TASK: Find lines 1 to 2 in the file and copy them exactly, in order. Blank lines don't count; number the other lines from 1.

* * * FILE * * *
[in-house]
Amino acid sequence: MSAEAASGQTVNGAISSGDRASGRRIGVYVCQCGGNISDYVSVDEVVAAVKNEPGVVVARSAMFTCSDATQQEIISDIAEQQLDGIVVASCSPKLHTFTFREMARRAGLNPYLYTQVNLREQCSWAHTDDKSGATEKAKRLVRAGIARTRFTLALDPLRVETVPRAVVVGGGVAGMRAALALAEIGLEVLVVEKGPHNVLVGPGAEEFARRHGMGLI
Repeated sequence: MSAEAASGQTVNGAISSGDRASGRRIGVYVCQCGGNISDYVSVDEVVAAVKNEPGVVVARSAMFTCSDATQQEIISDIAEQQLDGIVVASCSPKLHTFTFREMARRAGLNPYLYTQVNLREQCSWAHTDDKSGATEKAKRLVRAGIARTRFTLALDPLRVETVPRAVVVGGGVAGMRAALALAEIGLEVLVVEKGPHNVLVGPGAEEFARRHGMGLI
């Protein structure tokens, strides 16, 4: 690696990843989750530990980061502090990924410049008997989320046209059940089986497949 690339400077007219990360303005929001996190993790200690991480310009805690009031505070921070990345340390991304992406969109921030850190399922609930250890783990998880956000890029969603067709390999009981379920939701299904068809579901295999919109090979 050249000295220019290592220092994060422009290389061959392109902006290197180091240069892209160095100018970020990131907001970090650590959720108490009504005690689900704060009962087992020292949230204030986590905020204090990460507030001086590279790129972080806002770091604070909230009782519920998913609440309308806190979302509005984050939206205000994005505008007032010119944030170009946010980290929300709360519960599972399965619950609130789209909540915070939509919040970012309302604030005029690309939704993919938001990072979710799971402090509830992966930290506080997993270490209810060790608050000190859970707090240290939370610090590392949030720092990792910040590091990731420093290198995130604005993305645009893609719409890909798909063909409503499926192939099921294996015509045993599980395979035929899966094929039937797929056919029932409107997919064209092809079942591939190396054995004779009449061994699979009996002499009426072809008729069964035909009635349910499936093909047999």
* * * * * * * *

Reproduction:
[in-house]
Amino acid sequence: MSAEAASGQTVNGAISSGDRASGRRIGVYVCQCGGNISDYVSVDEVVAAVKNEPGVVVARSAMFTCSDATQQEIISDIAEQQLDGIVVASCSPKLHTFTFREMARRAGLNPYLYTQVNLREQCSWAHTDDKSGATEKAKRLVRAGIARTRFTLALDPLRVETVPRAVVVGGGVAGMRAALALAEIGLEVLVVEKGPHNVLVGPGAEEFARRHGMGLI